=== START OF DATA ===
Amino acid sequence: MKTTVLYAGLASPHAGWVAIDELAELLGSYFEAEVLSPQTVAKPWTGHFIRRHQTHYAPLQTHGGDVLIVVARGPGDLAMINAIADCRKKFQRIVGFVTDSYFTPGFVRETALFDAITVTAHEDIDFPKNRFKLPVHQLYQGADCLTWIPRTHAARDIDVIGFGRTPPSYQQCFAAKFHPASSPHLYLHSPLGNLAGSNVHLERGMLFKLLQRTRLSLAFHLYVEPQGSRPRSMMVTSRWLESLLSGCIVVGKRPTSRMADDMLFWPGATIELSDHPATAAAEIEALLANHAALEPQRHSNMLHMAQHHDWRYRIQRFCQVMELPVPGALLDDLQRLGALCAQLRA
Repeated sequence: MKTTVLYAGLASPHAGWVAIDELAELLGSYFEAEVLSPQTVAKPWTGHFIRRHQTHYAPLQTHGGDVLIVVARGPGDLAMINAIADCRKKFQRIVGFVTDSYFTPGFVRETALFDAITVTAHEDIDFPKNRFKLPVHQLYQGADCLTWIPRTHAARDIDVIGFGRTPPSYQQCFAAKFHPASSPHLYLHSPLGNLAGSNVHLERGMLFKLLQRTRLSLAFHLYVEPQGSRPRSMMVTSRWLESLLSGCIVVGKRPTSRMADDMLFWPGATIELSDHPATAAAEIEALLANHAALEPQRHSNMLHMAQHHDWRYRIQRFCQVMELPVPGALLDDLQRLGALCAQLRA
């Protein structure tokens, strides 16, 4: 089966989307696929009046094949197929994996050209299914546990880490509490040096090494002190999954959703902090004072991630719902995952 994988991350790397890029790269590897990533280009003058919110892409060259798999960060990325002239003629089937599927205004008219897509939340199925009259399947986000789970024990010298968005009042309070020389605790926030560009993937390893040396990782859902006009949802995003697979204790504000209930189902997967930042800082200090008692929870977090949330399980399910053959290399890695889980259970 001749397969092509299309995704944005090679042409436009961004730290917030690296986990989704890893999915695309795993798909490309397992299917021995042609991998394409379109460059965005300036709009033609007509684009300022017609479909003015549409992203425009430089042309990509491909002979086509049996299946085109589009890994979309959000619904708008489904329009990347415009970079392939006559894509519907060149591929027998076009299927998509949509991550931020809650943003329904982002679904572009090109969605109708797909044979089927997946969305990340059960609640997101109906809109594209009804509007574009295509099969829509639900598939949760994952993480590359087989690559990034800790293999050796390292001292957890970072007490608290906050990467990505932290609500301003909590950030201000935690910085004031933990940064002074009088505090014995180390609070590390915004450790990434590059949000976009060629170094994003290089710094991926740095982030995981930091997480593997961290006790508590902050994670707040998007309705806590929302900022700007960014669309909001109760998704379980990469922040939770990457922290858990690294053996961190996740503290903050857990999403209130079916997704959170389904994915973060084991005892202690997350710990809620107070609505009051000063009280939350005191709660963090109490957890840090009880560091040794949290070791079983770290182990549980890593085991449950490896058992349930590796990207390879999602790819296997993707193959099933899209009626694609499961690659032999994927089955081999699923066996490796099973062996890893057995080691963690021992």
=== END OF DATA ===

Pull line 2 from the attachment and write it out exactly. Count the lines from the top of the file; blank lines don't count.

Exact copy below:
Repeated sequence: MKTTVLYAGLASPHAGWVAIDELAELLGSYFEAEVLSPQTVAKPWTGHFIRRHQTHYAPLQTHGGDVLIVVARGPGDLAMINAIADCRKKFQRIVGFVTDSYFTPGFVRETALFDAITVTAHEDIDFPKNRFKLPVHQLYQGADCLTWIPRTHAARDIDVIGFGRTPPSYQQCFAAKFHPASSPHLYLHSPLGNLAGSNVHLERGMLFKLLQRTRLSLAFHLYVEPQGSRPRSMMVTSRWLESLLSGCIVVGKRPTSRMADDMLFWPGATIELSDHPATAAAEIEALLANHAALEPQRHSNMLHMAQHHDWRYRIQRFCQVMELPVPGALLDDLQRLGALCAQLRA